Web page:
Russian President Vladimir Putin brushed off his 10-day absence from the public eye Monday with the aside that life “would be boring without gossip,” a reference to the wild rumors of the past week that he was gravely ill, dead or ousted from power.
Putin returned to the limelight to receive the visiting president of Kyrgyzstan, Almazbek Atambayev, at the ornate Constantine Palace near St. Petersburg, his hometown and the imperial capital of Russia.
He appeared healthy and long-winded, expounding on the value of economic collaboration among former Soviet states as a clatter of camera shutters captured his first public event since March 5.
The official Sputnik news agency made light of the rampant speculation about Putin’s whereabouts with a list of what it called “the five most ridiculous theories” on his absence: He died, he has cancer, he was abroad attending the birth of a love child, he’d been overthrown and he was binge-watching “House of Cards.”
Outside the carefully choreographed palace meeting, though, a more ominous mood prevailed. Monday was the first anniversary of the Russian-organized referendum on Crimea’s secession from Ukraine, a cause for celebration on the Black Sea peninsula and self-congratulation throughout the Russian mainland that its historic naval port and vacation playground has been recovered.
Putin had appeared Sunday night in “Crimea: Path to the Motherland,” a 2 1/2-hour film recounting the armed takeover of Crimea after a pro-Europe uprising in Ukraine ousted Kremlin-allied President Viktor Yanukovich. The film -- part documentary, part dramatic re-enactment – cast the land grab as necessary to protect the Russian population from the rebellion’s blood-thirsty victors.
Although the film’s interview with Putin was obviously recorded earlier, the Kremlin leader’s ardent defense of the action that has plunged Russian-Western relations to a post-Cold War low and his allusion to having considered arming the nuclear arsenal served to present him as valiant guardian of Russian might.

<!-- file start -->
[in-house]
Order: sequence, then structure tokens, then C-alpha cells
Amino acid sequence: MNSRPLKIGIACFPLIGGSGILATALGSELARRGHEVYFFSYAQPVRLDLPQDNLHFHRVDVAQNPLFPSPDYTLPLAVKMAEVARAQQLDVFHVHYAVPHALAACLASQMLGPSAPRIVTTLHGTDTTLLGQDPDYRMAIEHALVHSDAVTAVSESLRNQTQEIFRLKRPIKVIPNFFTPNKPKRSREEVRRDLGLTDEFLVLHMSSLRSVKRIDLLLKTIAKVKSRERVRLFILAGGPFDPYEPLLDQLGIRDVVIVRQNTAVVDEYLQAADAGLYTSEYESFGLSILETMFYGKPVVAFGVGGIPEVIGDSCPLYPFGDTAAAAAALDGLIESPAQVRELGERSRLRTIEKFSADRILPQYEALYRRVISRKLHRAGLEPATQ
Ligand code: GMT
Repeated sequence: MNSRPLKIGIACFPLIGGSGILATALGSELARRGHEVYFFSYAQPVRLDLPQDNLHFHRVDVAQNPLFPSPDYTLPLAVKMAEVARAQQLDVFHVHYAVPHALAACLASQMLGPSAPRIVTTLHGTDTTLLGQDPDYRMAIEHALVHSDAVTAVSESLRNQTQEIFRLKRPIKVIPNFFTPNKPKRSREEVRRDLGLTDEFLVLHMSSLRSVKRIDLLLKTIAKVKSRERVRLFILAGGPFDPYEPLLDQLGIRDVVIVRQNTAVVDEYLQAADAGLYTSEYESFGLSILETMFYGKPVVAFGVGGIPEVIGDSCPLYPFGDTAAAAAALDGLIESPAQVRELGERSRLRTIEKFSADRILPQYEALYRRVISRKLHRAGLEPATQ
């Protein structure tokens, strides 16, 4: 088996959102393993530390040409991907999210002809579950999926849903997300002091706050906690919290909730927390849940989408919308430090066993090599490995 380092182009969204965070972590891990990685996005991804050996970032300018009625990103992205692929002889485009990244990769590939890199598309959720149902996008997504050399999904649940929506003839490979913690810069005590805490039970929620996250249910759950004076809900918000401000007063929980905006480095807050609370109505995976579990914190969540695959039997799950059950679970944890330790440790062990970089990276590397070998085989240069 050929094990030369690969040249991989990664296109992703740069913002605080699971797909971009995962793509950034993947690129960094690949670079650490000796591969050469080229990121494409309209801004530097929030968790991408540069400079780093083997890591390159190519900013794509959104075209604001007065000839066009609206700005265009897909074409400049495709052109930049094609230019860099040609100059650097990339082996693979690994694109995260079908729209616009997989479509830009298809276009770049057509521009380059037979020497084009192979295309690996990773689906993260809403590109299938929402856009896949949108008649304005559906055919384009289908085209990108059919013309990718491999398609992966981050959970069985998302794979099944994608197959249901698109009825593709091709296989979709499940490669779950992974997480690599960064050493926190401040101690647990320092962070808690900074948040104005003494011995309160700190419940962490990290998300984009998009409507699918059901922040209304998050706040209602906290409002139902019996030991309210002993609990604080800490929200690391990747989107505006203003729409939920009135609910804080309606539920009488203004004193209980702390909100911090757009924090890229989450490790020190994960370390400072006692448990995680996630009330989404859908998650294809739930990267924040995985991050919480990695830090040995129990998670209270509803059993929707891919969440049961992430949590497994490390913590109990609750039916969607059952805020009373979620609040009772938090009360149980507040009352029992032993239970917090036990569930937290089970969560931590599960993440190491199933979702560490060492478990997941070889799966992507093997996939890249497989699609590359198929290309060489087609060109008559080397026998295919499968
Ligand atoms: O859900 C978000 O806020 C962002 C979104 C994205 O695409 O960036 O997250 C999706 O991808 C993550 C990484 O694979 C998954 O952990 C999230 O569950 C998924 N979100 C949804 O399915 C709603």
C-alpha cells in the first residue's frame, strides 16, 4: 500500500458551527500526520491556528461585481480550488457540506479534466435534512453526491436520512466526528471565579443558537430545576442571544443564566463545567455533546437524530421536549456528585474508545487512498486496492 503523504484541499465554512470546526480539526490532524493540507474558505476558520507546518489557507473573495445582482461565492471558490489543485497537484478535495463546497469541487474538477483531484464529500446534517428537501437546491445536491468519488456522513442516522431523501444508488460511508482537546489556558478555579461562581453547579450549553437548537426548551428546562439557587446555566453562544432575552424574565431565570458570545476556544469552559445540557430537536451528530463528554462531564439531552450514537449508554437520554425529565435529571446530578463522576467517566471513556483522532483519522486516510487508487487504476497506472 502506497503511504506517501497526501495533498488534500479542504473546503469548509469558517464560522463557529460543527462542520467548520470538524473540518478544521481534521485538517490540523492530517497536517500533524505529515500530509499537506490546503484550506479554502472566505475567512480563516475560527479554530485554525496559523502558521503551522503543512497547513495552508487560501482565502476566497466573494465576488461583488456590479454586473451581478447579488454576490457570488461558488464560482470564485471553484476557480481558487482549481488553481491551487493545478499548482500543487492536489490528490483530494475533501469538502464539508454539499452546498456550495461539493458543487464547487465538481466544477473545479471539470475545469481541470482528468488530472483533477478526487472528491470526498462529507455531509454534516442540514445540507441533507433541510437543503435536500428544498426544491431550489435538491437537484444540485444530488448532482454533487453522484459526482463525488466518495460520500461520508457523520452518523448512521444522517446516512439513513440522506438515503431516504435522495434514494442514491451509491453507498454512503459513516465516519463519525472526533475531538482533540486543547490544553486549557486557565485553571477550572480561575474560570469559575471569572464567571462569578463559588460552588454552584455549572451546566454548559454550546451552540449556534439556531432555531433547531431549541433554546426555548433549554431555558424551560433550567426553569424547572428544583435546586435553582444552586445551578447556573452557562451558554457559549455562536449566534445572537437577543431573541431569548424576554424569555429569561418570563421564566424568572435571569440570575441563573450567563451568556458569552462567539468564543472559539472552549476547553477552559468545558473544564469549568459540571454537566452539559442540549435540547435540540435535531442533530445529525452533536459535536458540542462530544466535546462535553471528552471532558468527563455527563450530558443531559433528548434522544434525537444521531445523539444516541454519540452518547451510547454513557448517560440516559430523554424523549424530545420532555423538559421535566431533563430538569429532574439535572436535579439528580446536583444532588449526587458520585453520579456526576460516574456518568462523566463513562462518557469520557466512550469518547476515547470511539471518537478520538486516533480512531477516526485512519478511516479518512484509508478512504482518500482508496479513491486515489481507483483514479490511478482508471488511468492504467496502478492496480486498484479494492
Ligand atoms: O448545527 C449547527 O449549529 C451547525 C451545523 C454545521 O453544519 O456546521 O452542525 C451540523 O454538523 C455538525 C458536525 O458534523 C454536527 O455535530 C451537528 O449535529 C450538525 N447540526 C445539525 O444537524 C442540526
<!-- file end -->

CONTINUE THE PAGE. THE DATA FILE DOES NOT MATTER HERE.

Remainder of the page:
Defense Minister Sergei Shoigu added to the atmosphere of heightened vigilance as the Wednesday anniversary of Crimea’s annexation approaches with the announcement of massive military readiness drills. About 40,000 troops, 50 warships and submarines and 110 combat aircraft were to be tested over the next five days in Northern Fleet exercises, as well as rapid deployment maneuvers for moving units to European fronts from Central Asia, Shoigu said in the televised announcement.
A threat of violence has remained palpable in Russia since the Feb. 27 assassination of one of Putin’s harshest critics, Boris Y. Nemtsov. The former first deputy prime minister and opposition leader was gunned down gangland-style as he walked home from a late dinner across a bridge near the Kremlin, prompting accusations that Putin was at least complicit in creating an atmosphere of impunity for political murders.
Five men of Chechen origin from the restive Caucasus region of southern Russia have been arrested in the case, two of them charged with killing Nemtsov. One of the accused, Zaur Dadayev, is a former Chechnya police commander and a close ally of Putin’s appointed Chechnya overlord Ramzan Kadyrov. His arrest has given rise to rumors of a breach or power struggle between the Kremlin leader and his Chechen lieutenant.
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